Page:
Snowmen replaced penguins in Rogers on Saturday (Jan. 31) as an 11-year tradition, the Northwest Arkansas Mercy YMCA’s annual 5K fundraiser, Tux on the Run, got a new name and new activities by becoming the Frostbite Family 5K.
“This is the 12th race and we wanted it to be more family friendly and more self-explanatory when you heard the name. Instead of trying to figure out what ‘Tux on the Run’ has to do with a penguin and all of that,” said Ashton Caton, health and wellness director for the YMCA.
As well as a new name this year, the event included a new family fun zone in the parking lot of the YMCA held before, during and after the race. Children could jump in a bounce house, slide down a huge inflated slide, throw snowballs to knock the head off of a snowman, and race in two red toboggans. The Chick-fil-A cow also attended.
About 130 runners, of all ages and stages of life, took off from under the inflated green start/finish line and made the loop from the YMCA, to Stoney Brook Road and up Pinnacle Hills Parkway and then back to the YMCA, using part of the trail system.
“It’s a family friendly event, so we do have some 5, 6, 7 year olds who are running in the race. We’ve also got some people who have never run a race before, so some run/walk it,” Caton said. “That’s the thing we love about this race – that it is a true non-competitive race. We give out medals but it’s about celebrating everyone being active.”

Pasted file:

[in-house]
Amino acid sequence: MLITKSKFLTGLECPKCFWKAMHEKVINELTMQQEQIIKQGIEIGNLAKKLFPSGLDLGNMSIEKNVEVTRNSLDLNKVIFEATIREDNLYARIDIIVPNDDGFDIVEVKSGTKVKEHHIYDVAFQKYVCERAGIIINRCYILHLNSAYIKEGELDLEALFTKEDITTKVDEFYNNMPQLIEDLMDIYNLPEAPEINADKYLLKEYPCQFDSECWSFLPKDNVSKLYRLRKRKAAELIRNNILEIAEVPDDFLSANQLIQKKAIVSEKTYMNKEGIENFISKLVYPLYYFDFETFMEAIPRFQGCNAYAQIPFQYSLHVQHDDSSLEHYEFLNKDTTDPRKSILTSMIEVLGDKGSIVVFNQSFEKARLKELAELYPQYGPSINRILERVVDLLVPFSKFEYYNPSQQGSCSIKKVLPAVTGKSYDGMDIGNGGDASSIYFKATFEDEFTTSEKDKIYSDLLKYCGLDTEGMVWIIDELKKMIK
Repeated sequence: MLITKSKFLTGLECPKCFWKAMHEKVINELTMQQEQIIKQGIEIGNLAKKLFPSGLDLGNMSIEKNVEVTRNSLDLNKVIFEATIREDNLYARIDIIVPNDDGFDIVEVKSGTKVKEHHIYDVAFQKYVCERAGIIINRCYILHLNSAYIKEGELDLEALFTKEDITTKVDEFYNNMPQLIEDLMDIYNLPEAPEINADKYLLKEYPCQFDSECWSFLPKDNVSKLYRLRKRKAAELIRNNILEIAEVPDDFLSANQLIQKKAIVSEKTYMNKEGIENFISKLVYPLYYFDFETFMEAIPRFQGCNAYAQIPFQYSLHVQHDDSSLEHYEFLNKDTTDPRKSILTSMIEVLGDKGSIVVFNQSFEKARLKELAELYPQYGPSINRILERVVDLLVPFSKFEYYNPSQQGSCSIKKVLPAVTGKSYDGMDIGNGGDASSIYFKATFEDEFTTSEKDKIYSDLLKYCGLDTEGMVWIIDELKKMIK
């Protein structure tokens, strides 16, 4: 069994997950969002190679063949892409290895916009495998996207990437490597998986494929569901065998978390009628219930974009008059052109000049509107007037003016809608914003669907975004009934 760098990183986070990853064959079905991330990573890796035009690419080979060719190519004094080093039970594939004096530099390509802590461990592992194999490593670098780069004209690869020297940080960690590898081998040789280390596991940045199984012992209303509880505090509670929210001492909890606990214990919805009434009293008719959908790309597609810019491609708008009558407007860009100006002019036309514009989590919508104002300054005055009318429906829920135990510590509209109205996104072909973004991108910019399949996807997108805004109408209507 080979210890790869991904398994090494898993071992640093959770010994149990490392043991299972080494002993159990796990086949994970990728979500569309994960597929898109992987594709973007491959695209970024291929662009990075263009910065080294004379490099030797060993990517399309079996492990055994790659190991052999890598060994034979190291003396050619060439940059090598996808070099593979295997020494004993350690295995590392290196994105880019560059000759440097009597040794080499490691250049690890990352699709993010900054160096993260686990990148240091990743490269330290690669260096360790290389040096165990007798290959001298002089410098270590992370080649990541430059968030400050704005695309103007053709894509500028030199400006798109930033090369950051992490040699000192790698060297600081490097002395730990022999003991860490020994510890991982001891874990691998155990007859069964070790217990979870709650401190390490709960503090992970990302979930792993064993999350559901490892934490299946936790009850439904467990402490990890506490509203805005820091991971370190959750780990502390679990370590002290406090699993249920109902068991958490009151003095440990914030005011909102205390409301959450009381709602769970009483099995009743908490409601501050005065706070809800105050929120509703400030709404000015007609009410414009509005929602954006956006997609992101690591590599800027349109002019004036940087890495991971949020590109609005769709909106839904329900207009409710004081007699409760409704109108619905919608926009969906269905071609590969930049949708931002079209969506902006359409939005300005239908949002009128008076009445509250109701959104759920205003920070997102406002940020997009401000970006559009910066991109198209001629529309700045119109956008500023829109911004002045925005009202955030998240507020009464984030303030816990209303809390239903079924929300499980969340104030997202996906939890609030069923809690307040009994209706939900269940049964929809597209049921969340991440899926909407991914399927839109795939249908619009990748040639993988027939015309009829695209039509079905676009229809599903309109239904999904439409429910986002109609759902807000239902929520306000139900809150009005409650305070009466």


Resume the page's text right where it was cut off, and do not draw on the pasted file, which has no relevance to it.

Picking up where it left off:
Lorna Armstrong and her four friends, Michael Gipson and sisters Stephanie, Amy and Sonya Price ran in the race. Gipson and the Prices are Armstrong’s clients in Van Buren at Abilities Unlimited, an organization that helps people with disabilities. She said they used this 5K to train for the Hog Eye marathon.
“I wanted to pick out something fun for them to run,” she said. “They trained very hard for this and it is a big accomplishment.”
Shawn Wierick won the 5K race with a time of 16.15 minutes. Mike Herbert, with his German shepherd dog, Keylo, was a close second with a time of 16.31 minutes. Abrene Rine finished first among the women with a time of 19.06 minutes. Collin Krapf, age 13, finished fifth overall and was the first to finish in the 13 and under category.
The money raised from the $30 race entrance fee will go to fund the YMCA’s financial assistance program which allows people from the community to join as a member or to participate in programs at a reduced rate, so they are not turned away due to inability to pay, Caton said. In 2014, the YMCA gave out $50,000 worth of scholarships in both programs and in memberships to those in need. Caton described the YMCA as “a family-friendly facility where we allow your kids to work out with you on the floor from ages eight and up.”
“It’s also a place where mom and dad can come and work out together and put their kids in childcare, no matter what their ages are and spend time together. It’s a place for the whole family to belong.”